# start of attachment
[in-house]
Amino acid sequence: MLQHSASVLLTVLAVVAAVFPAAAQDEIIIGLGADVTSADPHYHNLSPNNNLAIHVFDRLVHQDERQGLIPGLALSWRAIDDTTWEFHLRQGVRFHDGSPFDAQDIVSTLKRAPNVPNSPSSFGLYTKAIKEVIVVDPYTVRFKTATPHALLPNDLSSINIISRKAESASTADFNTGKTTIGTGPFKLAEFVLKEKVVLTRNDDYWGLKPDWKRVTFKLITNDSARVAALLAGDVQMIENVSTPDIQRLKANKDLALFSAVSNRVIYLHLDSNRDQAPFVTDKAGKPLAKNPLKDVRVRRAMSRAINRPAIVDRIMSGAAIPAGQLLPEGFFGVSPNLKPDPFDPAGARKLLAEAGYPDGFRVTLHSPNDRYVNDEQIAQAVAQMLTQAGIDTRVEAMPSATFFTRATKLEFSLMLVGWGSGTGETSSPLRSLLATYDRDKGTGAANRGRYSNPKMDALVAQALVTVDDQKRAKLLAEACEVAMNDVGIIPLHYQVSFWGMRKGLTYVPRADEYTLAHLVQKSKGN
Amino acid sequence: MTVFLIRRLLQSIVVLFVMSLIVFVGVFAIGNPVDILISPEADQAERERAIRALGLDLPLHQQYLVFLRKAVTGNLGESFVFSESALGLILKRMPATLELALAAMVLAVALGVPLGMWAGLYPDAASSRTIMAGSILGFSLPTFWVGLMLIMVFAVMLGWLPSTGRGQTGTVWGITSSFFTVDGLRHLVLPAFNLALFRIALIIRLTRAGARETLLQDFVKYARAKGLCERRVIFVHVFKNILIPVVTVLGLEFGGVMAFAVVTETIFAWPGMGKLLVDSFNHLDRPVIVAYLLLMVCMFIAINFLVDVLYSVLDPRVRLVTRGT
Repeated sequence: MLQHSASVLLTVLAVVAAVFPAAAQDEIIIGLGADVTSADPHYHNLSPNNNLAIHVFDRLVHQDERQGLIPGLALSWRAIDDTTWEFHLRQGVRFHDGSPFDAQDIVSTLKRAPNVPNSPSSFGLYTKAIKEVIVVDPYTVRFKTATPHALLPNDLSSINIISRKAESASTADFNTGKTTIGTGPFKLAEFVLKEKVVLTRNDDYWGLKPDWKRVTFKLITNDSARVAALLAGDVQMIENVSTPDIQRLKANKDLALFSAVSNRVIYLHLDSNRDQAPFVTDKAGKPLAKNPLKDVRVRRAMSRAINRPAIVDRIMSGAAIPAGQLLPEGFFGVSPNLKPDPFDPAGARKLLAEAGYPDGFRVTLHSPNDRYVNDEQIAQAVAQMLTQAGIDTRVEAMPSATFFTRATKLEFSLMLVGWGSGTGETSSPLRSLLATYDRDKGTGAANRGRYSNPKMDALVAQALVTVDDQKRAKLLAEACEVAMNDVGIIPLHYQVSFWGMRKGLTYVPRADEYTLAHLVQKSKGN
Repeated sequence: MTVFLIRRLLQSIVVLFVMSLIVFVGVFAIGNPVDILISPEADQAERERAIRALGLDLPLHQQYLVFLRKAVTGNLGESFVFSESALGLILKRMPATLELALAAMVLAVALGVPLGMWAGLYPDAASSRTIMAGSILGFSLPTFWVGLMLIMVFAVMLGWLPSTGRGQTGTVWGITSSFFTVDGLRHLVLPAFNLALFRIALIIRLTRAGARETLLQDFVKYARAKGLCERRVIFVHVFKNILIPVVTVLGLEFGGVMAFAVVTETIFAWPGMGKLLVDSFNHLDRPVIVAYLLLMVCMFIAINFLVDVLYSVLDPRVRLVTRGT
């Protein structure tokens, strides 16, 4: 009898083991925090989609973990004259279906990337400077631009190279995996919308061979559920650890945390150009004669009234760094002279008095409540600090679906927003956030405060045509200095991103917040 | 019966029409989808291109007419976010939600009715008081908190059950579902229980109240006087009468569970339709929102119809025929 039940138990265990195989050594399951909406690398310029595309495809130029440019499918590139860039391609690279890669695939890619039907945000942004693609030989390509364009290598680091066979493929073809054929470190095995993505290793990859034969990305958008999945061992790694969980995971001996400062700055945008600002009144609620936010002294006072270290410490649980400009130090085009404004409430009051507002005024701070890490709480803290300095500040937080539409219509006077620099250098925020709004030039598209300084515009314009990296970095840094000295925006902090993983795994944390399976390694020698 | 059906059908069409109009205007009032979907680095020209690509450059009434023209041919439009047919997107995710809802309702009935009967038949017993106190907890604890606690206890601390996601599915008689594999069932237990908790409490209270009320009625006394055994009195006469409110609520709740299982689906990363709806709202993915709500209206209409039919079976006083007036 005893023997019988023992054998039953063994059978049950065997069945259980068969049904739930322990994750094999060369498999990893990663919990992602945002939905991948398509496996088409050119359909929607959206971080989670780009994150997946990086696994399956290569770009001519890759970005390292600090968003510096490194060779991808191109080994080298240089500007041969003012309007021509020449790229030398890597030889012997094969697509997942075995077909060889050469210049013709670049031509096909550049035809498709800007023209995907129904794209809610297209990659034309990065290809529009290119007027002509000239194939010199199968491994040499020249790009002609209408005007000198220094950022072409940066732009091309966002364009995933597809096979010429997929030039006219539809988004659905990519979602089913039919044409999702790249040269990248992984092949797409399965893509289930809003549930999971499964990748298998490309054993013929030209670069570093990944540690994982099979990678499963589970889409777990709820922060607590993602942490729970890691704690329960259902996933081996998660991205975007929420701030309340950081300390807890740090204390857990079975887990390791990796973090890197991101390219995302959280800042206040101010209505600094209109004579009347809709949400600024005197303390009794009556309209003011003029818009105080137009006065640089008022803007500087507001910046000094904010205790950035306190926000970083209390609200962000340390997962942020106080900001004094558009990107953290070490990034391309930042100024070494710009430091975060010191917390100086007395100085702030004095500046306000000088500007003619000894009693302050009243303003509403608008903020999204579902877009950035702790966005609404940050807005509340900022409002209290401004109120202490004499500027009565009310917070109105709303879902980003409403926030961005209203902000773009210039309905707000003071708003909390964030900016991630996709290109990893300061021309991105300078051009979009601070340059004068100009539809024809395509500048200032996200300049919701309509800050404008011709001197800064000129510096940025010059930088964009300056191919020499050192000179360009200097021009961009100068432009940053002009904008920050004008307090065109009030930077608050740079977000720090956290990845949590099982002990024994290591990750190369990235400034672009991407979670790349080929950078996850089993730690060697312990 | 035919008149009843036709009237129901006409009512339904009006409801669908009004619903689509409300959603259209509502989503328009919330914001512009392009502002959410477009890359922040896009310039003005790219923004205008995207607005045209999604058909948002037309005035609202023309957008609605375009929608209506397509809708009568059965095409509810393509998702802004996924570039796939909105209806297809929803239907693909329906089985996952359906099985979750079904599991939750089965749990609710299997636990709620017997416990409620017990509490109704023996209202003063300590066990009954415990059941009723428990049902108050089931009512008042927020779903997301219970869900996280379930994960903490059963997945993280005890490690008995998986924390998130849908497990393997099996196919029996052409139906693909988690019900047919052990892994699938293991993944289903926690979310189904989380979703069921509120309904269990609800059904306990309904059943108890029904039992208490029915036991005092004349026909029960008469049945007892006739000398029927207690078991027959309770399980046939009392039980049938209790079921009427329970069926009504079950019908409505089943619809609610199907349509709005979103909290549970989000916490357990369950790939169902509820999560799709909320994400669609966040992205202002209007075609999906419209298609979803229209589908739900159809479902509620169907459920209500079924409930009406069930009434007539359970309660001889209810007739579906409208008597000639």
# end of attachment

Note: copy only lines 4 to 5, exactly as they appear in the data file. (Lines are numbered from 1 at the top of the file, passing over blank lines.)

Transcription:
Repeated sequence: MLQHSASVLLTVLAVVAAVFPAAAQDEIIIGLGADVTSADPHYHNLSPNNNLAIHVFDRLVHQDERQGLIPGLALSWRAIDDTTWEFHLRQGVRFHDGSPFDAQDIVSTLKRAPNVPNSPSSFGLYTKAIKEVIVVDPYTVRFKTATPHALLPNDLSSINIISRKAESASTADFNTGKTTIGTGPFKLAEFVLKEKVVLTRNDDYWGLKPDWKRVTFKLITNDSARVAALLAGDVQMIENVSTPDIQRLKANKDLALFSAVSNRVIYLHLDSNRDQAPFVTDKAGKPLAKNPLKDVRVRRAMSRAINRPAIVDRIMSGAAIPAGQLLPEGFFGVSPNLKPDPFDPAGARKLLAEAGYPDGFRVTLHSPNDRYVNDEQIAQAVAQMLTQAGIDTRVEAMPSATFFTRATKLEFSLMLVGWGSGTGETSSPLRSLLATYDRDKGTGAANRGRYSNPKMDALVAQALVTVDDQKRAKLLAEACEVAMNDVGIIPLHYQVSFWGMRKGLTYVPRADEYTLAHLVQKSKGN
Repeated sequence: MTVFLIRRLLQSIVVLFVMSLIVFVGVFAIGNPVDILISPEADQAERERAIRALGLDLPLHQQYLVFLRKAVTGNLGESFVFSESALGLILKRMPATLELALAAMVLAVALGVPLGMWAGLYPDAASSRTIMAGSILGFSLPTFWVGLMLIMVFAVMLGWLPSTGRGQTGTVWGITSSFFTVDGLRHLVLPAFNLALFRIALIIRLTRAGARETLLQDFVKYARAKGLCERRVIFVHVFKNILIPVVTVLGLEFGGVMAFAVVTETIFAWPGMGKLLVDSFNHLDRPVIVAYLLLMVCMFIAINFLVDVLYSVLDPRVRLVTRGT